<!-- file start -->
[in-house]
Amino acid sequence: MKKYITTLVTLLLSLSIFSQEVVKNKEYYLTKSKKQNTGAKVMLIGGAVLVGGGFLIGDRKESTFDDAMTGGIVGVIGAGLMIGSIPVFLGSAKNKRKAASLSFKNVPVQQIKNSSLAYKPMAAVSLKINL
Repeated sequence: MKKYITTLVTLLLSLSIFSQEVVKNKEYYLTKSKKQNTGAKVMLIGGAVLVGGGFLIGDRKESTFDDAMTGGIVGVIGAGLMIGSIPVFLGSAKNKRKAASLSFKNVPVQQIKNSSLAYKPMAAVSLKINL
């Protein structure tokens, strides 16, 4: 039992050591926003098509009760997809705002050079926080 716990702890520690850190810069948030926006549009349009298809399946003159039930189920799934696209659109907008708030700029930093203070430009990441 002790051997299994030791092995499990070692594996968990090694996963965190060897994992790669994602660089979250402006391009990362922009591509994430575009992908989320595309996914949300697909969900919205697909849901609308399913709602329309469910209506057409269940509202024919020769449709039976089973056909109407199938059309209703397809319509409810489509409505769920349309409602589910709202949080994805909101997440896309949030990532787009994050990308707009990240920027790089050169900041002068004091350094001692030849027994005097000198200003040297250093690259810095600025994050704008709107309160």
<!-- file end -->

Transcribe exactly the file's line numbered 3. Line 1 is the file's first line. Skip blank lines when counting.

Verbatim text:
Repeated sequence: MKKYITTLVTLLLSLSIFSQEVVKNKEYYLTKSKKQNTGAKVMLIGGAVLVGGGFLIGDRKESTFDDAMTGGIVGVIGAGLMIGSIPVFLGSAKNKRKAASLSFKNVPVQQIKNSSLAYKPMAAVSLKINL